‘We need help to stop lead thefts’

Thieves haver stolen lead and damaged headstones at St, Lawrence's Parish Church, Corringham (G110411-1b)
Thieves haver stolen lead and damaged headstones at St, Lawrence's Parish Church, Corringham (G110411-1b)

POLICE are calling on local communities for help after it emerged that lead from dozens of churches has been stolen this year.

Lincolnshire Police said around 50 churches have been targeted in about 60 different separate instances of theft since January.

The force is working to identify the most vulnerable sites with a view to dedicating more resources to them, but it says regular patrols of all churches is simply not possible.

Officers are asking residents to report all suspicious activity near churches, noting down detailed descriptions of people and cars.

Innovative solutions are also being sought and officers are working closely with churches to improve security.

“We are calling for the public to take a real interest in the security of their local church. We all have a responsibility and a role to play in making our communities safe and if we work together we can make a real impact on this issue,” said chief inspector Mark Housley.

“The key here is early reporting in terms of descriptions of people and cars, particularly registration plates. We want you to act on your instincts and report any activity you think is out of the ordinary, you won’t be wasting our time – your information could lead to the arrests we need.”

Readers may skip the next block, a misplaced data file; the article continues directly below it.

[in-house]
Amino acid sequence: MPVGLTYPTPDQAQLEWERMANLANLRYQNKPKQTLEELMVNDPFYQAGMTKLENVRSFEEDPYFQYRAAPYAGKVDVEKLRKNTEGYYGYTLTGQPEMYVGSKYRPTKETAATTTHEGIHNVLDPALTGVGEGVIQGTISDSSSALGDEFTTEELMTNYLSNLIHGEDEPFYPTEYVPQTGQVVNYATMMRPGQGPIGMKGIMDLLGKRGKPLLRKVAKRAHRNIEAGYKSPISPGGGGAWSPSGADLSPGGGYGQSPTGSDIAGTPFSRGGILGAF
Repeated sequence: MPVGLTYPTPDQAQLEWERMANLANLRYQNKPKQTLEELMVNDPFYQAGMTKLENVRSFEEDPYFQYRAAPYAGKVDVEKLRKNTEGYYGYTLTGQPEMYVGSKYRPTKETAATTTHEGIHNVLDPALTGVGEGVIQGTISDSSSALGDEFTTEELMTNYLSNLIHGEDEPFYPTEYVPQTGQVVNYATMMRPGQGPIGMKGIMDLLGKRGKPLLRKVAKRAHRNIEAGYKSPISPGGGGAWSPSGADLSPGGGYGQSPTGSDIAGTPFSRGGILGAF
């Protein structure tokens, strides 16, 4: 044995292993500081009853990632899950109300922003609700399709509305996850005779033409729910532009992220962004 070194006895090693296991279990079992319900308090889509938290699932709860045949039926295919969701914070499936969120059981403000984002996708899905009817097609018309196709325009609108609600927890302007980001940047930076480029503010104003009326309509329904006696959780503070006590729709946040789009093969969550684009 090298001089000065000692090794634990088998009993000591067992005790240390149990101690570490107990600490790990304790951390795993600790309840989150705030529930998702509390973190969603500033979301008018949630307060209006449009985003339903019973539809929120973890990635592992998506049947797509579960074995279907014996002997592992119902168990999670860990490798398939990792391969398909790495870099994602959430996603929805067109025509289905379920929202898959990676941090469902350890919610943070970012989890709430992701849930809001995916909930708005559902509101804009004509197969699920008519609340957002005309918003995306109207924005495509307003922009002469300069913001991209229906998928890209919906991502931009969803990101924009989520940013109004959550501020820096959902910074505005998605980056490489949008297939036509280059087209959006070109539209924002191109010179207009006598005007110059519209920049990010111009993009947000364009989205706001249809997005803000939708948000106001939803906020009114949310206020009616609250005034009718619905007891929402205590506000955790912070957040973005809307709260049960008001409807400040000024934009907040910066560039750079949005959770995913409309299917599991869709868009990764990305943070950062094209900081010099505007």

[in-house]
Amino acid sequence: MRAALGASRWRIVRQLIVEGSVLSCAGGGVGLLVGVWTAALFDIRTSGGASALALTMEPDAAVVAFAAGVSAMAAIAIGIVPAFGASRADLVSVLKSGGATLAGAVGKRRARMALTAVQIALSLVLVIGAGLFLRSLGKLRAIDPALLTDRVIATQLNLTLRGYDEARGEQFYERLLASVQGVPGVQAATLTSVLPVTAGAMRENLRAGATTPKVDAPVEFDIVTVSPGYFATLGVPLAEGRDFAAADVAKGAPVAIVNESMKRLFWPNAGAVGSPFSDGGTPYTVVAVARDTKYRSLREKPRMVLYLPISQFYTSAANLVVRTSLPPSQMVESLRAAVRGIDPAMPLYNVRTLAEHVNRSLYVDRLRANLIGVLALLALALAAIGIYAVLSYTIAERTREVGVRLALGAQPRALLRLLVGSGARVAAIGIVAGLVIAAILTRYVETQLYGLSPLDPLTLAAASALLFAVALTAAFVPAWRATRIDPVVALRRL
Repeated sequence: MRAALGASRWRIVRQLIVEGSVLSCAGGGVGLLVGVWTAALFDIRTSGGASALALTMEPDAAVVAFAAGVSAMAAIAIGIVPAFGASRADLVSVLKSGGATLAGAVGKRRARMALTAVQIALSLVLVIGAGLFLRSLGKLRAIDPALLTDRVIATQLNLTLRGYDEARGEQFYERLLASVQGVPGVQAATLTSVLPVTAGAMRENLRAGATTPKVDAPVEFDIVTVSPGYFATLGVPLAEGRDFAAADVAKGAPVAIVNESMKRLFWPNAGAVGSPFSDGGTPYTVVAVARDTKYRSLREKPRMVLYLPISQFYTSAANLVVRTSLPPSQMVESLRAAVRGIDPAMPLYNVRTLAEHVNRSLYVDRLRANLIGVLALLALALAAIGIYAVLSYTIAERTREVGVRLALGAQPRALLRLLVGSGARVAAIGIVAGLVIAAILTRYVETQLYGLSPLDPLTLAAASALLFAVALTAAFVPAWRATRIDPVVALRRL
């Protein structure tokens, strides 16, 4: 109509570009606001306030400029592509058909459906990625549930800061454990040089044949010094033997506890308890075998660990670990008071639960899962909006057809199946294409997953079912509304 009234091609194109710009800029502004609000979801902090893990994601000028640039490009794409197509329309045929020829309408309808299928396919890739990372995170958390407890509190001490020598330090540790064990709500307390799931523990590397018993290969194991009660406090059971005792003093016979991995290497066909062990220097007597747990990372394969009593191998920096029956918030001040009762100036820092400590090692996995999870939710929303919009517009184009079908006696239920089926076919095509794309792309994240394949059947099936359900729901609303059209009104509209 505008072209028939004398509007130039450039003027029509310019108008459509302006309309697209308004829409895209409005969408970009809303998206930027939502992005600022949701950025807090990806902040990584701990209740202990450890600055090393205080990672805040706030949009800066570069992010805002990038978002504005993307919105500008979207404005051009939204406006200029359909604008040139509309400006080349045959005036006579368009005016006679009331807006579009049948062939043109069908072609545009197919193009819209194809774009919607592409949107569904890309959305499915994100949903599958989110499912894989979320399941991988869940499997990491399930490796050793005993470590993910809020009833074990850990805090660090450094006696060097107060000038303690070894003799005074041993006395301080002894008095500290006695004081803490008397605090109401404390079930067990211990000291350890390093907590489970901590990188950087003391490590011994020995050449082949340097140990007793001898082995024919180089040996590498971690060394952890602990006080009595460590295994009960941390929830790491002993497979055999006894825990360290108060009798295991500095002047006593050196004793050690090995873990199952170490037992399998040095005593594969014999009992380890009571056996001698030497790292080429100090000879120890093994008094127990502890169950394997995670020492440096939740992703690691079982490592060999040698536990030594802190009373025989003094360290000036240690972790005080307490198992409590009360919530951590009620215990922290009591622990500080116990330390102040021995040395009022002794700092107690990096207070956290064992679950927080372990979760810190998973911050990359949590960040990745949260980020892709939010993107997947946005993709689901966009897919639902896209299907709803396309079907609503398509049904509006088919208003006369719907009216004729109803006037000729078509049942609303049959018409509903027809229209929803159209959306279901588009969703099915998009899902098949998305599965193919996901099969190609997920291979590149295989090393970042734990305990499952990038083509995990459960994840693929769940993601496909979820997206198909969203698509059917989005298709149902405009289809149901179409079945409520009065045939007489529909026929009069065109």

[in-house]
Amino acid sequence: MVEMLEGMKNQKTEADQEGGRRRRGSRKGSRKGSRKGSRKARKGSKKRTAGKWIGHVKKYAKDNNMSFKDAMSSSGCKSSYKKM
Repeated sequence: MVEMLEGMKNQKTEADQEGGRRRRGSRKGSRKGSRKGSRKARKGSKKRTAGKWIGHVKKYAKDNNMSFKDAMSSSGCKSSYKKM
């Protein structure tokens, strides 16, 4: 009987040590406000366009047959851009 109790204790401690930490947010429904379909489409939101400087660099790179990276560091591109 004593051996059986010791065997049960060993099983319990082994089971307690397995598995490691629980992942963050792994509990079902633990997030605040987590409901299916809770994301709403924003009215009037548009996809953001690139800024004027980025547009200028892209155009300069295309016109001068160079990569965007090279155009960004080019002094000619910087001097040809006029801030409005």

“Stealing a large amount of lead takes time and a reasonably large vehicle to transport it – it’s not a five minute job so lets all be on the lookout for them.”

Thieves wreaked havoc at St Lawrence’s Parish Church in Corringham in April when they stole lead from the roof and knocked over headstones – causing between £5,000 and £10,000 worth of damage.

They used a crowbar to lever off nine sheets of lead from the roof.

One of the main factors in the rise of lead theft is unscrupulous scrap dealers weighing large amounts of stolen scrap with a ‘no questions asked’ attitude, according to police.

Even reputable dealers are only legally obliged to record the name and address of the person weighing the scrap and do not have to ask for identification.

Work is being done on a national level to tighten up the regulation of the industry and put pressure on dealers to keep better records and move away from a cash-in-hand culture, but police say this could take more than a year to happen.